Funny, serious and touching at the same time, the film follows three parallel stories of old school friends and former fellow band members. Now a police officer, taxi driver and surgeon, all in their forties, they cross paths without realising it.
Gromozeka is the name of a band set up by three best friends in their youth. In the present day, these friends are in their forties and live in Moscow, but lost track of one another. Gromozeka is also a figure from the animation film one of them - the police officer - still seems to enjoy. Maybe because he can identify with Gromozeka’s words: 'I am so unlucky in life!' He is stuck in a rut with his work, his wife doesn't really care about him and his adult son cares even less.
The officer’s friends, a taxi driver and a surgeon, are no happier. The former finds out about the secret life of his only daughter, and thinks up a peculiar plan to deal with this. The latter, not being able to decide between his wife and his lover, finds out that the lover has taken destiny in her own hands, but later life has even more unpleasant suprises to spring.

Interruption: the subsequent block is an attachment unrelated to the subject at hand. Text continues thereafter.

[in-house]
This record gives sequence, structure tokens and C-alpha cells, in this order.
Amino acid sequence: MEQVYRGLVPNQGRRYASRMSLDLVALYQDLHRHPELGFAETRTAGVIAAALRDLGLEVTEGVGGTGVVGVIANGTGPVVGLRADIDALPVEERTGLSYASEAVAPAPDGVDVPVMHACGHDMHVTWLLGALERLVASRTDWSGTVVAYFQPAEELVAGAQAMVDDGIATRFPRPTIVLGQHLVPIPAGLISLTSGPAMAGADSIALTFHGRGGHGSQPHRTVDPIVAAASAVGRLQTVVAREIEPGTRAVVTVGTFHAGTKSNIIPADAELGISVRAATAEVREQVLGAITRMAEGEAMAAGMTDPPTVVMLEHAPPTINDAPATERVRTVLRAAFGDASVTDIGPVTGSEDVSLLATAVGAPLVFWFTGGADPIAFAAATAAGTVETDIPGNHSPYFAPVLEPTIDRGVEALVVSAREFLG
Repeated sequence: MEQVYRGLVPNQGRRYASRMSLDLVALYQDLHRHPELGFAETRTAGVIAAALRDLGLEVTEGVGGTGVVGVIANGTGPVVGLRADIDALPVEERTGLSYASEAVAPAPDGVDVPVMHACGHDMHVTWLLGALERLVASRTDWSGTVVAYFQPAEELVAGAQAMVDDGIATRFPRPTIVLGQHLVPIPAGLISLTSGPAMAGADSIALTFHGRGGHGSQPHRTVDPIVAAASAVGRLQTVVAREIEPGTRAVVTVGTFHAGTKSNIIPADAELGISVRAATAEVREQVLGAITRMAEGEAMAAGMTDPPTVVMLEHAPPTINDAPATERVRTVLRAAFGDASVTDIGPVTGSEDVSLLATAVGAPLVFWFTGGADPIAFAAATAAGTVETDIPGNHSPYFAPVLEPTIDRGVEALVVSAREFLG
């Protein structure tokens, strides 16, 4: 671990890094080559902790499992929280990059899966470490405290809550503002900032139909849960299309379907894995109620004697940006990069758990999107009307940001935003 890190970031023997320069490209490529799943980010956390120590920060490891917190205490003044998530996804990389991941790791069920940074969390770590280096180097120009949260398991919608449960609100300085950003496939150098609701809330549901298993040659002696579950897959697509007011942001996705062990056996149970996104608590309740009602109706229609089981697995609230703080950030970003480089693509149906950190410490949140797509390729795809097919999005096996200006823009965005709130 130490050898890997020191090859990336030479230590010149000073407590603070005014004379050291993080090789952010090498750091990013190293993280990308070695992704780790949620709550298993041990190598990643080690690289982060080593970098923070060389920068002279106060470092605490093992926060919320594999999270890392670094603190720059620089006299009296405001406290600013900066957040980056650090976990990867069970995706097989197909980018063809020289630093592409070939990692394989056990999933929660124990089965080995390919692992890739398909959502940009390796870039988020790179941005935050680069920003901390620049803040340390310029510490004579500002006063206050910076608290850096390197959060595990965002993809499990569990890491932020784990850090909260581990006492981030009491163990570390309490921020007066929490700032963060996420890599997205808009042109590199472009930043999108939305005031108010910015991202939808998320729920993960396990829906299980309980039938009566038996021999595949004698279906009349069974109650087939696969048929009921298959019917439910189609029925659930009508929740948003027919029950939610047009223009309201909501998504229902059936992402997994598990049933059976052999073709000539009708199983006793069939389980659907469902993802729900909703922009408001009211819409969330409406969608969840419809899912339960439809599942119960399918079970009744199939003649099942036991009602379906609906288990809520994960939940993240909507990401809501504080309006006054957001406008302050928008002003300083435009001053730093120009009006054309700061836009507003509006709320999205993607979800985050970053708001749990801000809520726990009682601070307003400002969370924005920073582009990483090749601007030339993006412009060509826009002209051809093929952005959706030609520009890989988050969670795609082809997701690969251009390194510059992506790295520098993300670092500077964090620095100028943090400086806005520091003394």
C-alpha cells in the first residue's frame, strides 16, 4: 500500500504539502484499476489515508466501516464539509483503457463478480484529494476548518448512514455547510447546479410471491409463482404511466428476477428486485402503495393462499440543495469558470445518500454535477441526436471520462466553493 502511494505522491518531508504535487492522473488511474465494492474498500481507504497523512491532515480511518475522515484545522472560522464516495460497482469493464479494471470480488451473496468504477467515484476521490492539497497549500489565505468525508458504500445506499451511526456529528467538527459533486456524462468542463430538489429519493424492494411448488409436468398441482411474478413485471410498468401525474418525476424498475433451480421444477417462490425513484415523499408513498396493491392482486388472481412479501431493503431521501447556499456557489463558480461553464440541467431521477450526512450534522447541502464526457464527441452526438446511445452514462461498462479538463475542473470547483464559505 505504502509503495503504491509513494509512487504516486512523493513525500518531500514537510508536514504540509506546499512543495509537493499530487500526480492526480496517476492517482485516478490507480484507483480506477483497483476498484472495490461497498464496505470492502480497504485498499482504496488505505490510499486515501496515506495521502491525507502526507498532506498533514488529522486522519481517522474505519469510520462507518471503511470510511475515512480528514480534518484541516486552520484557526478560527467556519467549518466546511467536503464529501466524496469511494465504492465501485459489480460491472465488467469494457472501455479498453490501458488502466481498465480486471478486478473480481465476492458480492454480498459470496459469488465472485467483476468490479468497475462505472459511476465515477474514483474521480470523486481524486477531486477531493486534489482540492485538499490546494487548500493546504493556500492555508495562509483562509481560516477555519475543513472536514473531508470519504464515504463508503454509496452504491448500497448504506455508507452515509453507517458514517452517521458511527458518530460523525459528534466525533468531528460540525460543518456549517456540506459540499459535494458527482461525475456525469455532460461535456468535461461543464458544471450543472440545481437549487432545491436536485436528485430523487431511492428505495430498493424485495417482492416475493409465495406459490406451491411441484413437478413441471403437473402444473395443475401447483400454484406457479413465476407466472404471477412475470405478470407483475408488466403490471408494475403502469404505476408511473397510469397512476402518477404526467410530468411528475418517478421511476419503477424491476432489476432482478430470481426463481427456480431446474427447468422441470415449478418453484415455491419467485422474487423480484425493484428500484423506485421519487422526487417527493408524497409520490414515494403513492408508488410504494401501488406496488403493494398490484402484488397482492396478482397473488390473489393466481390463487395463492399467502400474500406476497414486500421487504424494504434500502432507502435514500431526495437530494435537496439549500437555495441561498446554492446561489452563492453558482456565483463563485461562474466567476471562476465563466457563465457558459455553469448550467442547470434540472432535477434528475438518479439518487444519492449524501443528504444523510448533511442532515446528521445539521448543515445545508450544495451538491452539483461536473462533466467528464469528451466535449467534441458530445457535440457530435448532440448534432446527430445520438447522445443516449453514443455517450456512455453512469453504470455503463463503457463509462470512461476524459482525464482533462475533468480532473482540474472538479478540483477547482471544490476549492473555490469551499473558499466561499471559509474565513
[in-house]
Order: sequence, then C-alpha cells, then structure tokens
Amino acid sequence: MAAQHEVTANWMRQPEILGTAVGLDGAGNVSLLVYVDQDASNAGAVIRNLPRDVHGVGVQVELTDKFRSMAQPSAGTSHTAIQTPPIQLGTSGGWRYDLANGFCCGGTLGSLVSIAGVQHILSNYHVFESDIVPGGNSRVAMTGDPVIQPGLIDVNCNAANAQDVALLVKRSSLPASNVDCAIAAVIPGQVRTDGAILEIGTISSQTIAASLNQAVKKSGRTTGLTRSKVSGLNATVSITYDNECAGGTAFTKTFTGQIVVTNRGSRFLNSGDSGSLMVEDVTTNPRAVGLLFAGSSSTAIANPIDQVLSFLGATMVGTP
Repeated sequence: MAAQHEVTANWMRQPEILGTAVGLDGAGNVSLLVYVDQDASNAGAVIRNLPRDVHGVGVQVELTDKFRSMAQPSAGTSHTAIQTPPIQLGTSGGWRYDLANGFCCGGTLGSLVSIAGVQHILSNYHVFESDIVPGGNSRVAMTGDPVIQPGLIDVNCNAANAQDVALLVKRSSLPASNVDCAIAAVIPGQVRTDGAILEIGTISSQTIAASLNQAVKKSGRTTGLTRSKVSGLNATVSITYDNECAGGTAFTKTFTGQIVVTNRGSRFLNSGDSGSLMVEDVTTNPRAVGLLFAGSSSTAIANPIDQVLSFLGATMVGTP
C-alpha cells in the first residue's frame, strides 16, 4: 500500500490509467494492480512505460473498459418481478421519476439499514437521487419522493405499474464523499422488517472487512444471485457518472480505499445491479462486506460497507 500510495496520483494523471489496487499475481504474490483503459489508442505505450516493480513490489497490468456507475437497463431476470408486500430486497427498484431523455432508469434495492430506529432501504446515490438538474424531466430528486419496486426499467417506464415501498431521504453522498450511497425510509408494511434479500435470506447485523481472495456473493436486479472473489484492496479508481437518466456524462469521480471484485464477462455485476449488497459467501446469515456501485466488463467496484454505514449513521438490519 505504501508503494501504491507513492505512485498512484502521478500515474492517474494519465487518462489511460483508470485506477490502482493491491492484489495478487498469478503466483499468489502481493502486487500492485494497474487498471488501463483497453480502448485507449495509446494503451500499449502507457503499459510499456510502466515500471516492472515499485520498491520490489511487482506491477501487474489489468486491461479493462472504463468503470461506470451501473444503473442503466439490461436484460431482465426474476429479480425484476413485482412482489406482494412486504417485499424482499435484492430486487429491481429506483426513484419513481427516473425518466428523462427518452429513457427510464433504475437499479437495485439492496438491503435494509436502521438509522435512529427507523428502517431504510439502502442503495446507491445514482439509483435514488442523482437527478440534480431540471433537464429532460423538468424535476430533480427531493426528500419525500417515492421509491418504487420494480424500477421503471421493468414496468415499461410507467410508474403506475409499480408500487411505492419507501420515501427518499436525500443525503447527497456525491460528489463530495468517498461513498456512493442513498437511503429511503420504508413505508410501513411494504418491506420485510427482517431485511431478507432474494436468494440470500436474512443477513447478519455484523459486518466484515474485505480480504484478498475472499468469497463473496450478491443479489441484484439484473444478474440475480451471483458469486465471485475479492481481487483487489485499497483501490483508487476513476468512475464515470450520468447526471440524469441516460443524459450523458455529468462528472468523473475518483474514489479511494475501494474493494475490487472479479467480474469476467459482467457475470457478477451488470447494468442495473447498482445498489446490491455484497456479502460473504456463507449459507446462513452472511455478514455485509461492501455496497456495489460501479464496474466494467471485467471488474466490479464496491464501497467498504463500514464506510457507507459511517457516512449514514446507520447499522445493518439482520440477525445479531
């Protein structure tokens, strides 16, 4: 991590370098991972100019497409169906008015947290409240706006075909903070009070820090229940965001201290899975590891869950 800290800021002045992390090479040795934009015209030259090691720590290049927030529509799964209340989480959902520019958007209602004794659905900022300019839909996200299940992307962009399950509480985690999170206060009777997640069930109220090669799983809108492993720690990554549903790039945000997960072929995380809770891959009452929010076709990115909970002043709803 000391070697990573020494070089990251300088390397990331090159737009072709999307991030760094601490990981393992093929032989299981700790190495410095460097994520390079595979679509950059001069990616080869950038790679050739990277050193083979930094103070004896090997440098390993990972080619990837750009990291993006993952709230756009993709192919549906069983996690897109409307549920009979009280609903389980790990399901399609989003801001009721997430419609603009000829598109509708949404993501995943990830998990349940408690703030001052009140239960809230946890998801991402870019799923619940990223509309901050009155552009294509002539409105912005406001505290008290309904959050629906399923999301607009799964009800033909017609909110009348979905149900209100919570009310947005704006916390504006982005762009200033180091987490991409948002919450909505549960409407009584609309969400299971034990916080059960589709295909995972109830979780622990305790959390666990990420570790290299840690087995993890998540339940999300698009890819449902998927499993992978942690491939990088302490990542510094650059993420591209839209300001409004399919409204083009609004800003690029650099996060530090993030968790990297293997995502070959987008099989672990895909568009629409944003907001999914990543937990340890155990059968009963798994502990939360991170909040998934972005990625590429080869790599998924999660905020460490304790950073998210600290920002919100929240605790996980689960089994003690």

The lives of these three old friends pass by in parallel, occasionally crossing over in sophisticated ways. This is the second film by one of the most talented Russian directors of his generation, following the international success of The Fly (2008). It’s mature, excellently acted and directed; it’s about men fighting the banality of everyday life, with its betrayals, love and aging. And about an ordinary man lost in the anonymity of a big city.
When going to see a Russian film, people often have certain expectations of slow-motion, beautifully shot and somewhat nostalgic images. I might be wrong, of course.
Gromozeka is one of those modern films that takes you to contemporary Moscow in the style that reminds us a little of American masterpieces like Robert Altman's Shortcuts or Paul Thomas Anderson's Magnolia. A style not often seen in Russian cinema, and therefore even more appreciated.
The stories of three men and former school friends are interrelated without them realising it. Their everyday and ordinary lives encompass the struggles of a contemporary man with as background the socio-political changes of the country. Other than that, it is the survival of a simple man in a contemporary city of 12 million inhabitants.
Based on his own script, the director works out the characters very carefully, with an eye for detail and very special humour, with a pinch of satire. A very amusing film, full of small surprises.
Programmer Note by Ludmila Cvikova, www.filmfestivalrotterdam.com